ERIC Number: ED336224
Record Type: RIE
Publication Date: 1991-Mar
Reference Count: N/A
Australian Aboriginal Education at the Fulcrum of Forces of Change: Remote Queensland Communities.
Baker, Victoria J.
Schools in Australian Aboriginal communities are pulled between an educational model that stresses cultural pride and preservation and one that emphasizes uniformity of education to prepare Aboriginal students for a place in the dominant society. The tension between these objectives is seen in these case studies of schools in two remote Queensland Aboriginal communities. Lying 30 miles off the mainland, Palm Island served as an Aboriginal penal colony in the early 1900s. Community problems include high rates of violent crime, alcoholism, and family abuse; inadequate housing; and a 90% unemployment rate. Yarrabah is a remote coastal community with similar problems. Public schools in these two communities have modern facilities, and are making efforts to involve students in learning. However, teachers (virtually all white) are assigned to these schools and experience alienation and culture shock. Few stay more than the required 2 years. Community values are often at odds with academic competitiveness and success, and community and family problems have negative effects on student behavior and achievement. Common student problems are poor attendance, dropping out, low achievement, inappropriate classroom behavior, and hearing problems. St. Michael's, a private Catholic school on Palm Island, follows a different model from state schools and has a community school board, some black teachers, and black teacher aides that serve as community liaisons. The teachers are dedicated and work hard at bridging the gap between school and community. While some progress has been made in making school attractive to students, the forces militating against the success of the school are overwhelming. (SV)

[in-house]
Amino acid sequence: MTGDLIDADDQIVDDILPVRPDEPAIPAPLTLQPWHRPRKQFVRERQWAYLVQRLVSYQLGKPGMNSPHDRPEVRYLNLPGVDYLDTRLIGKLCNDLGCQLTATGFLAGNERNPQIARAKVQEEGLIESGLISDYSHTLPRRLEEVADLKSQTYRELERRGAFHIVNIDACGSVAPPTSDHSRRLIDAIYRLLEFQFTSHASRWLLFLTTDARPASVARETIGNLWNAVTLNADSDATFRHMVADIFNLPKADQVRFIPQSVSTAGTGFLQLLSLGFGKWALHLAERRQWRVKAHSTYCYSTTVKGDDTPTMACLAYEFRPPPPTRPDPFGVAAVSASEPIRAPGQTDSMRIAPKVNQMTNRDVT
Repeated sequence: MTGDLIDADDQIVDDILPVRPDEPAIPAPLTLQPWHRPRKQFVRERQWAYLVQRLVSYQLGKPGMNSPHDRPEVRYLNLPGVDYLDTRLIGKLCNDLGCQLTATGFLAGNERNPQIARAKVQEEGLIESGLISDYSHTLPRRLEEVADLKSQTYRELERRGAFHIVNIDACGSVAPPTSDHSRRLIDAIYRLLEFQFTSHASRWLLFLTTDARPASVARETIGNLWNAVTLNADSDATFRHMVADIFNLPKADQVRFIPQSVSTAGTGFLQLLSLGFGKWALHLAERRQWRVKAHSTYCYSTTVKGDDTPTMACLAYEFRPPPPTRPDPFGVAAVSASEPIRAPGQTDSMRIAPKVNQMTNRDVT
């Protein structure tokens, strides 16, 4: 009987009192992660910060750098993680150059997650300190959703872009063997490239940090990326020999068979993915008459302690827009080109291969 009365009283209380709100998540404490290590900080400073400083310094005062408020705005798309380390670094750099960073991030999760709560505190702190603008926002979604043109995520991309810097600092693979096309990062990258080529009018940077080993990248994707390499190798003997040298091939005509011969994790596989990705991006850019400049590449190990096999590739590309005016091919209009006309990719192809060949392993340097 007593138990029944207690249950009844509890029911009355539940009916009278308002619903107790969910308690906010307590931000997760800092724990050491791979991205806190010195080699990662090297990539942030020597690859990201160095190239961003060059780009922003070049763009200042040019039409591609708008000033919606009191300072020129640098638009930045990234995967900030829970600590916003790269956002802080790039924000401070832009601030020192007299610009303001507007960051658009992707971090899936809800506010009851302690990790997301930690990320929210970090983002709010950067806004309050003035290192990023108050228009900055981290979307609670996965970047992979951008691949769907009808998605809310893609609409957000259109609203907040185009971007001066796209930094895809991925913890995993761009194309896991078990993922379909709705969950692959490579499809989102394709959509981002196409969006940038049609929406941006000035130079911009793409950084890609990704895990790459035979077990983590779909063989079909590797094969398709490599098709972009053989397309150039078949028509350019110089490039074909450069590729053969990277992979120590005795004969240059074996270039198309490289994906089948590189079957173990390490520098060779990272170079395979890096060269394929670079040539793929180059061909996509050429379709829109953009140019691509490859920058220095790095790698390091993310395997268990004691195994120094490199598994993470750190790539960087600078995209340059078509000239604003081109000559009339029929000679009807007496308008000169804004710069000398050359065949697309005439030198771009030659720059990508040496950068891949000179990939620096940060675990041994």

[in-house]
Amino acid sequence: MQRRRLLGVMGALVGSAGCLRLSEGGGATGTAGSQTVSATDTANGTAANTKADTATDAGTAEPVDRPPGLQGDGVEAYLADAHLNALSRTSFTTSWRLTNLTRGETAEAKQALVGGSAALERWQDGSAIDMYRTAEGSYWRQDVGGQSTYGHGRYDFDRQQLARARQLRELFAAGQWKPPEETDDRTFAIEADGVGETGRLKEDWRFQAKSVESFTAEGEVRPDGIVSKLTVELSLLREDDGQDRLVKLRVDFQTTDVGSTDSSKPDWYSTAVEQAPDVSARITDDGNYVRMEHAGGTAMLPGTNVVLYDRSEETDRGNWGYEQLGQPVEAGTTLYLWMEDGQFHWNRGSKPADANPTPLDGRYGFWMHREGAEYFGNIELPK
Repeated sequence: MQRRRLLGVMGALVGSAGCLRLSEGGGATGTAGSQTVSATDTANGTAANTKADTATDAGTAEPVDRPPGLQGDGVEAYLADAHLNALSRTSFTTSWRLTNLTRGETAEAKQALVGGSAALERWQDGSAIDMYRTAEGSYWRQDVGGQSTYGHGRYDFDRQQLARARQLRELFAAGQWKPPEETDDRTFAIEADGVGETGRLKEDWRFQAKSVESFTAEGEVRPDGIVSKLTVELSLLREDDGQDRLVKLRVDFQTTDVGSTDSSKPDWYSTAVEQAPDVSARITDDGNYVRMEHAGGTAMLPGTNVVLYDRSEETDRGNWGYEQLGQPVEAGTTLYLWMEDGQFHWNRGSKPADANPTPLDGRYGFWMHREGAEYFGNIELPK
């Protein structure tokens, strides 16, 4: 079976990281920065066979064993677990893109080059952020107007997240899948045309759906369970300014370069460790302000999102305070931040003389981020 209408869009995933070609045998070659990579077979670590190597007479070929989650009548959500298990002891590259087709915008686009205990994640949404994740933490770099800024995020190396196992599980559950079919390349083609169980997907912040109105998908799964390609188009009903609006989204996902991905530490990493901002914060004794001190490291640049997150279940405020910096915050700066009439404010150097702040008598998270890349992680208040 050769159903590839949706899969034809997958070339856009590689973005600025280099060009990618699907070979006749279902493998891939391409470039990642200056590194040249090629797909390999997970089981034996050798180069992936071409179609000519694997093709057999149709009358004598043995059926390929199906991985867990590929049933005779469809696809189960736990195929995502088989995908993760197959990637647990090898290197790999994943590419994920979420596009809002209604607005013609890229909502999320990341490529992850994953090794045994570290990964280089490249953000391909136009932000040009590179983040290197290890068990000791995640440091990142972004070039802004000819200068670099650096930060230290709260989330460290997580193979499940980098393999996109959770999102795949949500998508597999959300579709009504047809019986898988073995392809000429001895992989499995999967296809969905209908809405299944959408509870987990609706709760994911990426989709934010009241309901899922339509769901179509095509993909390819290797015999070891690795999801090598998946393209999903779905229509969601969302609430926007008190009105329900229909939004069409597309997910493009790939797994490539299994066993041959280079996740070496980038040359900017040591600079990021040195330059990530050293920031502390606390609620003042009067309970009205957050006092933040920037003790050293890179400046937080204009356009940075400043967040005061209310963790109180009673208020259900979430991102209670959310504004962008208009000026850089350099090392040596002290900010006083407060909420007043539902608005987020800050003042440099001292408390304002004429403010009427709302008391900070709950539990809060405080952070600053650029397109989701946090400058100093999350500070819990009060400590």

Publication Type: Speeches/Meeting Papers
Education Level: N/A
Authoring Institution: N/A
Identifiers: Isolation (Geographic)
Note: Paper presented at the Annual Conference of the Comparative and International Education Society (Pittsburgh, PA, March 14-17, 1991).